Browse Tag

south africa

Bou…what he said

Boekenhoutskloof 2009 Semillon (Franschhoek) – The nervy, Van der Graaf generator electricity of this wine…green, lurid, and always snappish – is layered with a coating of something sticky and even buttery. Wood? An awkward malolactic fermentation? Bad bottle? Whatever the source, I hate it. Not the wine, overall, but this unwelcome new development. (8/11)

The Forrester for the treeser

Ken Forrester “Petit” 2009 Chenin Blanc (Stellenbosch) – Sunfruit, sweet white peach, smooth-textured and round. Such a pretty little wine, ideal for crowds (especially crowds on a budget). (7/11)

Right cross

Southern Right 2008 Sauvignon Blanc (Walker Bay) – A little bit aged, just to see what happens. More age might be helpful, but 3+ years (it’s a southern hemisphere wine, after all) are not indicated as peak maturity here, based on this bottle’s performance. It’s still sauvignon blanc, and in fact it’s a little more European in style than the bite and snarl of its more youthful past, but there’s no corollary development of tertiary aromas. I have more, so we’ll see what actual aging brings. I suspect, though, that as with most South African wines of either color, development-rich aging is not in the cards. (6/11)

Southern Right 2008 Sauvignon Blanc (Walker Bay) – An experiment in aging, and I think I can pretty confidently identify the failure of the experiment. It tastes like too-old sauvignon blanc, quickly overwhelmed by pyrazines and acrid sweat, leaving grating acidity in the wake of its rapidly-retreating fruit. I thought there was a chance that some of the underlying verve would amount to something in a few years, but if there are sauvignon blancs worth aging in South Africa (and there might be), this isn’t one of them. (9/11)

From wrong

Southern Right 2008 Sauvignon Blanc (Walker Bay) – Fading. I think that’s what’s happening, rather than closure, because along with the watered-down aromatics and thinner palate there’s also a diminution of body, which would usually be more persistent were the wine in a holding or development pattern. What’s left is some basic varietal character, pea-green and snappy, with fair acidity and some lingering minerality. But this has fallen quite a long way in one short year, and the future doesn’t seem promising. (4/11)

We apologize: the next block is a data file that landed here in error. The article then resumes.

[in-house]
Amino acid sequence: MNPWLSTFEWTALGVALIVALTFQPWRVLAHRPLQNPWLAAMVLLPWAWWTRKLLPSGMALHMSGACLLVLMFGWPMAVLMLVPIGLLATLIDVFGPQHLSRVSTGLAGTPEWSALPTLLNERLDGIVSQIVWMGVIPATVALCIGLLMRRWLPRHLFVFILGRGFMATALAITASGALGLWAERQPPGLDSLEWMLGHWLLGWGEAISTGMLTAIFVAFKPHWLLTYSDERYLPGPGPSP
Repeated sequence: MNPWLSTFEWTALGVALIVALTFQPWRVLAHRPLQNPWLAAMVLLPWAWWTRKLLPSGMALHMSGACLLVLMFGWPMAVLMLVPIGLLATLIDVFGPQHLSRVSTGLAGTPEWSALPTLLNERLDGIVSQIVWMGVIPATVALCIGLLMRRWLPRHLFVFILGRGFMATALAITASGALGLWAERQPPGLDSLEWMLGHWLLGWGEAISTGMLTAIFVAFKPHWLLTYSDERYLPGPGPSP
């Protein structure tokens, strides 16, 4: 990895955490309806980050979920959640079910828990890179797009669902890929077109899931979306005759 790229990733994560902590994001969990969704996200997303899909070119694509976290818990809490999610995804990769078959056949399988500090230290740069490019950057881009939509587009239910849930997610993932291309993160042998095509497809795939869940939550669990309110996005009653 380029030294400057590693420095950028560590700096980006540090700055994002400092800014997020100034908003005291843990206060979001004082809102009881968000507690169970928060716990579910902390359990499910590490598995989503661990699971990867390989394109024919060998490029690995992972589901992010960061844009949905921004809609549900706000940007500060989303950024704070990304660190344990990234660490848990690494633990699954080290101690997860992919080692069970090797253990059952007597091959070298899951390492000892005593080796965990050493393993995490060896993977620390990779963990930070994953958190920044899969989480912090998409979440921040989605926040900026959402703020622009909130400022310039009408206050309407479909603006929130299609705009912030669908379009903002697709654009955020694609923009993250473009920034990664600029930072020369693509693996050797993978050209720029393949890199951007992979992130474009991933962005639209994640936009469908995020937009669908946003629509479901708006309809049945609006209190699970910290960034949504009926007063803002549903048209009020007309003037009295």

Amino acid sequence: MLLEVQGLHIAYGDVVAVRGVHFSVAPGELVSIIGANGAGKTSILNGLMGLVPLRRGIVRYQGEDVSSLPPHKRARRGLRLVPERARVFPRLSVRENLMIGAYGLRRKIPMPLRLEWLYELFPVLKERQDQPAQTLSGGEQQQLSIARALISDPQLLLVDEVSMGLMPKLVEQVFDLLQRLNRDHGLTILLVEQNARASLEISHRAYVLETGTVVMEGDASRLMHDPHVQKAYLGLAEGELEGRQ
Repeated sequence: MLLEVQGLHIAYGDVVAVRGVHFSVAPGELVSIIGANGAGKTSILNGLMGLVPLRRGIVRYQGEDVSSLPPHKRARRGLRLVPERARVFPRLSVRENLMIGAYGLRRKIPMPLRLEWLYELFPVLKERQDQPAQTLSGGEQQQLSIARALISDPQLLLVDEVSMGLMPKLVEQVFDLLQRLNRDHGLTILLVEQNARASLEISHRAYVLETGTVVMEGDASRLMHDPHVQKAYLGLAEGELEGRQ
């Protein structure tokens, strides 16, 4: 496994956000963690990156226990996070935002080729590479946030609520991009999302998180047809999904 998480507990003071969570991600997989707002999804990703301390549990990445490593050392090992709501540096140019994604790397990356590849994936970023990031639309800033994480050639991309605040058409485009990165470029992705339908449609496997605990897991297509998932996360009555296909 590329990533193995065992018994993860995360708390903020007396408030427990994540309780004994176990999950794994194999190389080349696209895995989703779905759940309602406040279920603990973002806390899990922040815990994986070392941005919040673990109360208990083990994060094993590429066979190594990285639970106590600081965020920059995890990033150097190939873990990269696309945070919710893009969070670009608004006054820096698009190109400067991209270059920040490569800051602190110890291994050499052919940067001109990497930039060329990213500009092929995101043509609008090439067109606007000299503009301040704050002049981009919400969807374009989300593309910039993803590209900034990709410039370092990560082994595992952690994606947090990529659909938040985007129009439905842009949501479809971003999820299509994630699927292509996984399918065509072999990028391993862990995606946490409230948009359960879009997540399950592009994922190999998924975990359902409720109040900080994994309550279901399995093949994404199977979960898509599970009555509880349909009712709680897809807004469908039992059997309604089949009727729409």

Southern Right 2006 Pinotage (Walker Bay) – After a little age, the shiny plastic edge to the tannin (sometimes identified as rubber, which I can also see) is a little more prominent, spine-ing from the structure like a really gruesome injury. The rest, though, is progressing into a darker, angrier fruit stage that’s kinda interesting. I don’t know if this is made for the long haul or not, but I’m determined to find out. I don’t think it will convince dedicated pinotage haters, but it’s no more disjointed than many perfectly acceptable nebbiolos, for example. (12/10)

Shameless Husseys

Buitenverwachting 2010 Sauvignon Blanc “Husseys Vlei” (Constantia) – Wow, is this good. The most interesting sauvignon blanc I’ve had this year that wasn’t made by Vatan. Crisp, intense, poised and nervous, with a brittle streak of steely minerality and vast textural impact…that texture being one riddled with nails, shards, spikes, and edges. (11/10)

Cloven kloof

Boekenhoutskloof 2006 Semillon (Franschhoek) – As with so many other Boekenhoutskloof wines, the liquid is a micro-proportion of a ridiculously heavy bottle. I suppose they need this much glass to carry the weight of all those letters. One of the better…perhaps even one of the best…whites in South Africa, definitely so if we exclude chenin blancs…and so, in the steenless category, only the Sadie Palladius is obviously better. Anyway: absolutely varietally correct aromas of sweat, fetid grass, diffident unfruit, and something that might be pepper dust were it comprised of antimatter. Yes, this constitutes praise…look, you either get young sémillon or you don’t. This isn’t, it must be said, as unpleasant as the best Hunter Valley semillons. It can be consumed with pleasure right now, thanks to the mitigating structure of crisp grapefruit rind and lemongrass with a dull razor scrape, plus a very lengthy finish. But if the bottle doesn’t collapse inward due to its internal gravity, I suspect there’s ageability here. Or maybe not based on the usual transience of South African clonal material. But I’m hopeful. I am not a detractor of South African wine even though I think there’s a lot of dreck, because I don’t blame the wine industry for a lot of the reasons the wines they make aren’t what they could be, but here’s one that really deserves some attention. (10/10)

You dirty Raats

Raats Family 2009 “Original” Chenin Blanc (Coastal Region) – This is the unwooded cuvée, and tastes just as I remember from the source: very, very dense, almost syrupy, yet retaining just…just…enough acid for a sort of leaden balance. Stone fruit and pretty flowers, with a bronzed quality. Very fresh, but the opposite of lively. (8/10)

Forrester for the treeser

Ken Forrester “Petit” 2009 Chenin Blanc (Stellenbosch) – Sunny stone fruit with something perfumed – lavender? no, not that strong – and, as usual, delicious, though there’s a faintly syrupy hint starting to develop. This was never intended to be an ager, anyway. (8/10)